By: Mark Sommer
Life in the United States during the first half of the 20th century was difficult for Italian-Americans, who had darker complexions, curlier hair and were Catholic. They were subjected to bias and discrimination in employment, education and housing, making it hard to assimilate.
Italians were stereotypically portrayed as organ grinders, fruit peddlers and knife-wielding criminals, and referred to as “dagos” and “wops,” occasionally even in daily newspapers. Some of the ill treatment was notorious. Lynching used in the South to terrorize African-Americans didn’t spare Italians, with 11 immigrants strung up on a single day by an armed mob in New Orleans in 1891. Italian-born anarchists Nicola Sacco and Bartolomeo Vanzetti, in a 1921 trial that received world-wide attention, were railroaded into the electric chair despite recanted testimony, sparking protests in major cities throughout the United States and Europe.
The ascent of the Mafia, which had a foothold in Little Italy for decades, and of fascist dictator Benito Mussolini in Italy from the mid-1920s to the ’40s, also made Italians suspect to many. Despite comprising the largest ethnic group to serve in the U.S. military during World War II, Italian-Americans, along with Japanese- and German-Americans, had to register as “enemy aliens” with the U.S. government under Executive Order 9066, signed by President Franklin Roosevelt in February 1942. It called for the compulsory relocation of 10,000 Italian-Americans and curtailed the movements of 600,000 nationwide through travel and curfew restrictions.
That’s where baseball came in. The country’s national pastime played a key role in helping Italian-Americans feel accepted in the country. The sport provided national heroes they could be proud of and who enhanced their own sense of self-worth. Joe DiMaggio, who came up to the New York Yankees in 1936, was baseball’s first Italian-American icon.
Related: The Return of Rocky Colavito
“DiMaggio’s success allowed Italian immigrants to feel they were being accepted in America, and that their children could succeed here,” said Basil Russo, who grew up in Cleveland’s Italian community. “DiMaggio became a national hero during his 56-game hitting streak, and that did wonders for Italian-Americans. After DiMaggio retired, Rocky Colavito assumed that role among the greater Cleveland Italian-American community.”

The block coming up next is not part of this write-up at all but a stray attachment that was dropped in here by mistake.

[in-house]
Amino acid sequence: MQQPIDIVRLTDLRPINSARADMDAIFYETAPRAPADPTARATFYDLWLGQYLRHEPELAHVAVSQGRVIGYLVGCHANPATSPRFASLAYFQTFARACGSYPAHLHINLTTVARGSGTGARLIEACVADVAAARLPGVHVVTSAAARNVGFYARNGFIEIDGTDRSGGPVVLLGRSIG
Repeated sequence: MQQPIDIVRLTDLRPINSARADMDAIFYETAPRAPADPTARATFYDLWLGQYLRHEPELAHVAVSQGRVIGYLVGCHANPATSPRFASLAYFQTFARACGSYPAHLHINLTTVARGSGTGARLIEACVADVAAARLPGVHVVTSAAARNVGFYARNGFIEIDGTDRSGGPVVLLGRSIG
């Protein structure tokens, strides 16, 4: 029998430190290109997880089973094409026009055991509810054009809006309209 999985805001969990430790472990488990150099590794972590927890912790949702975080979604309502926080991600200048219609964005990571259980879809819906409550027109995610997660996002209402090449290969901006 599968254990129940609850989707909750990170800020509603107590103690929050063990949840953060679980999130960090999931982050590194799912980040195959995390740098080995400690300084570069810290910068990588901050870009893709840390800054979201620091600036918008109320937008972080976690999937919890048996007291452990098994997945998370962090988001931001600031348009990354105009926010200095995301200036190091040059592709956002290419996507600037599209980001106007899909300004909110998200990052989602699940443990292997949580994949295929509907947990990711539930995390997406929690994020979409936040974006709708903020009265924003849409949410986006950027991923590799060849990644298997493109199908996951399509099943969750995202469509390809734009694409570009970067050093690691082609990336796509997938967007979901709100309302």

Russo, a retired judge and attorney, and national president of the Italian Sons and Daughters of America, said it’s impossible to overestimate how important Colavito was to Italian-Americans in Cleveland and throughout Northeast Ohio. “During the late-’50s and mid-’60s, Rocky was the best player on the Indians and arguably became the most beloved player in team history,” Russo said. “But Rocky was much more than that to the Italian-American community. Rocky was a class act. He comported himself both on the field and off the field in a very professional manner and in a very dignified manner. That was one of the reasons why the immigrant generation became so attached to him. They admired him, and felt he created a favorable image for Italians throughout the country.” Continue reading at RockyColavitoBiography.com.
Italian Sons and Daughters of America members will get $5 off when purchasing “Rocky Colavito: A Biography of Cleveland’s Iconic Slugger.” Simply enter “The Rock” in the promo code field to receive the special discount.
Featured photo credit: Sherwood Harrington (screenshot)